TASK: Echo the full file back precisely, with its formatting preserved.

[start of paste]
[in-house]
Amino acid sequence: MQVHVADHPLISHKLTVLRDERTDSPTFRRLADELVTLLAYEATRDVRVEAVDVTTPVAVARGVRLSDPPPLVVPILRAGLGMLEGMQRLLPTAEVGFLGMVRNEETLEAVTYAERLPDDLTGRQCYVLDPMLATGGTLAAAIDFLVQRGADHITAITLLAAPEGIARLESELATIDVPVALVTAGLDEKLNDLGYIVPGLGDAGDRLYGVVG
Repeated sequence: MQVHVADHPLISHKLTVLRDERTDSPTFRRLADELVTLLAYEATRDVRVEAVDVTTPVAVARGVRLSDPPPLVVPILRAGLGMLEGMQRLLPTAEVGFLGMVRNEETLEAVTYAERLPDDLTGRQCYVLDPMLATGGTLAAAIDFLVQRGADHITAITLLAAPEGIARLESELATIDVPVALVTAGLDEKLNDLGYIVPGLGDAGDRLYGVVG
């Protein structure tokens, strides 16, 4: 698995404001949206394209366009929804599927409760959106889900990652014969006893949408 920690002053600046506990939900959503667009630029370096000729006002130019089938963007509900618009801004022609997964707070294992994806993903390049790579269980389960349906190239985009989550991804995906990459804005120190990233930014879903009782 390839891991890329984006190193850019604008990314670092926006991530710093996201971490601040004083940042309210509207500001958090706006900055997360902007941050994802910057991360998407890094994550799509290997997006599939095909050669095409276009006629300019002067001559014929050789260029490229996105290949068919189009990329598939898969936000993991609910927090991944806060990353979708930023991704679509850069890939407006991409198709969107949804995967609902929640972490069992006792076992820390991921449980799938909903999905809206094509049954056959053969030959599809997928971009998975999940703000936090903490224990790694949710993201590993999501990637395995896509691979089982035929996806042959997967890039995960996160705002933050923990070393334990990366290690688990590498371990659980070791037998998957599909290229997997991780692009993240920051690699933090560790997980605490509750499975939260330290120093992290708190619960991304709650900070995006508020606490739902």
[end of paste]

[in-house]
Amino acid sequence: MQVHVADHPLISHKLTVLRDERTDSPTFRRLADELVTLLAYEATRDVRVEAVDVTTPVAVARGVRLSDPPPLVVPILRAGLGMLEGMQRLLPTAEVGFLGMVRNEETLEAVTYAERLPDDLTGRQCYVLDPMLATGGTLAAAIDFLVQRGADHITAITLLAAPEGIARLESELATIDVPVALVTAGLDEKLNDLGYIVPGLGDAGDRLYGVVG
Repeated sequence: MQVHVADHPLISHKLTVLRDERTDSPTFRRLADELVTLLAYEATRDVRVEAVDVTTPVAVARGVRLSDPPPLVVPILRAGLGMLEGMQRLLPTAEVGFLGMVRNEETLEAVTYAERLPDDLTGRQCYVLDPMLATGGTLAAAIDFLVQRGADHITAITLLAAPEGIARLESELATIDVPVALVTAGLDEKLNDLGYIVPGLGDAGDRLYGVVG
């Protein structure tokens, strides 16, 4: 698995404001949206394209366009929804599927409760959106889900990652014969006893949408 920690002053600046506990939900959503667009630029370096000729006002130019089938963007509900618009801004022609997964707070294992994806993903390049790579269980389960349906190239985009989550991804995906990459804005120190990233930014879903009782 390839891991890329984006190193850019604008990314670092926006991530710093996201971490601040004083940042309210509207500001958090706006900055997360902007941050994802910057991360998407890094994550799509290997997006599939095909050669095409276009006629300019002067001559014929050789260029490229996105290949068919189009990329598939898969936000993991609910927090991944806060990353979708930023991704679509850069890939407006991409198709969107949804995967609902929640972490069992006792076992820390991921449980799938909903999905809206094509049954056959053969030959599809997928971009998975999940703000936090903490224990790694949710993201590993999501990637395995896509691979089982035929996806042959997967890039995960996160705002933050923990070393334990990366290690688990590498371990659980070791037998998957599909290229997997991780692009993240920051690699933090560790997980605490509750499975939260330290120093992290708190619960991304709650900070995006508020606490739902």